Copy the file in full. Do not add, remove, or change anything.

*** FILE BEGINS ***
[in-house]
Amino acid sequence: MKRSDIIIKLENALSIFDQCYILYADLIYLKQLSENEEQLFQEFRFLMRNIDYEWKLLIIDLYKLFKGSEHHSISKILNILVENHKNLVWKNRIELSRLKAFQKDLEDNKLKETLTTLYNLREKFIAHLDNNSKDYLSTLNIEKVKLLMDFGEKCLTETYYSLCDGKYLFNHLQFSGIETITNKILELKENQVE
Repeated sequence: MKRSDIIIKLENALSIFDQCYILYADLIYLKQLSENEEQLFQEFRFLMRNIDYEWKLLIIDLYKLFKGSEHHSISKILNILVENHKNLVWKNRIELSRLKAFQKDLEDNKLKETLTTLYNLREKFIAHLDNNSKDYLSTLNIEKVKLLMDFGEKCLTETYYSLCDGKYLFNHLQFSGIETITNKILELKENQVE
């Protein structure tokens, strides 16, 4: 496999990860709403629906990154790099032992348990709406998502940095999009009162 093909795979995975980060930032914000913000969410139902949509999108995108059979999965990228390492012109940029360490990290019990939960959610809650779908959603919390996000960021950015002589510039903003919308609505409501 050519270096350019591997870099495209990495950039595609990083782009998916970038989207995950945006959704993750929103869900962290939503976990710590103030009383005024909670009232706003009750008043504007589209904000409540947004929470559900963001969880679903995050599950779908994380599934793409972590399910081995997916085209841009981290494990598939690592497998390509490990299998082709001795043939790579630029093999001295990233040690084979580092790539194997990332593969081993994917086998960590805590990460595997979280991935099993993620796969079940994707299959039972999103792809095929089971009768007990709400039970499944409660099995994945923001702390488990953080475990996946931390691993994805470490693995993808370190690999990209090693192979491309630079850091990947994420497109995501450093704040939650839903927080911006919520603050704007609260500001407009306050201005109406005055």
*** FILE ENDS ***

[in-house]
Amino acid sequence: MKRSDIIIKLENALSIFDQCYILYADLIYLKQLSENEEQLFQEFRFLMRNIDYEWKLLIIDLYKLFKGSEHHSISKILNILVENHKNLVWKNRIELSRLKAFQKDLEDNKLKETLTTLYNLREKFIAHLDNNSKDYLSTLNIEKVKLLMDFGEKCLTETYYSLCDGKYLFNHLQFSGIETITNKILELKENQVE
Repeated sequence: MKRSDIIIKLENALSIFDQCYILYADLIYLKQLSENEEQLFQEFRFLMRNIDYEWKLLIIDLYKLFKGSEHHSISKILNILVENHKNLVWKNRIELSRLKAFQKDLEDNKLKETLTTLYNLREKFIAHLDNNSKDYLSTLNIEKVKLLMDFGEKCLTETYYSLCDGKYLFNHLQFSGIETITNKILELKENQVE
């Protein structure tokens, strides 16, 4: 496999990860709403629906990154790099032992348990709406998502940095999009009162 093909795979995975980060930032914000913000969410139902949509999108995108059979999965990228390492012109940029360490990290019990939960959610809650779908959603919390996000960021950015002589510039903003919308609505409501 050519270096350019591997870099495209990495950039595609990083782009998916970038989207995950945006959704993750929103869900962290939503976990710590103030009383005024909670009232706003009750008043504007589209904000409540947004929470559900963001969880679903995050599950779908994380599934793409972590399910081995997916085209841009981290494990598939690592497998390509490990299998082709001795043939790579630029093999001295990233040690084979580092790539194997990332593969081993994917086998960590805590990460595997979280991935099993993620796969079940994707299959039972999103792809095929089971009768007990709400039970499944409660099995994945923001702390488990953080475990996946931390691993994805470490693995993808370190690999990209090693192979491309630079850091990947994420497109995501450093704040939650839903927080911006919520603050704007609260500001407009306050201005109406005055």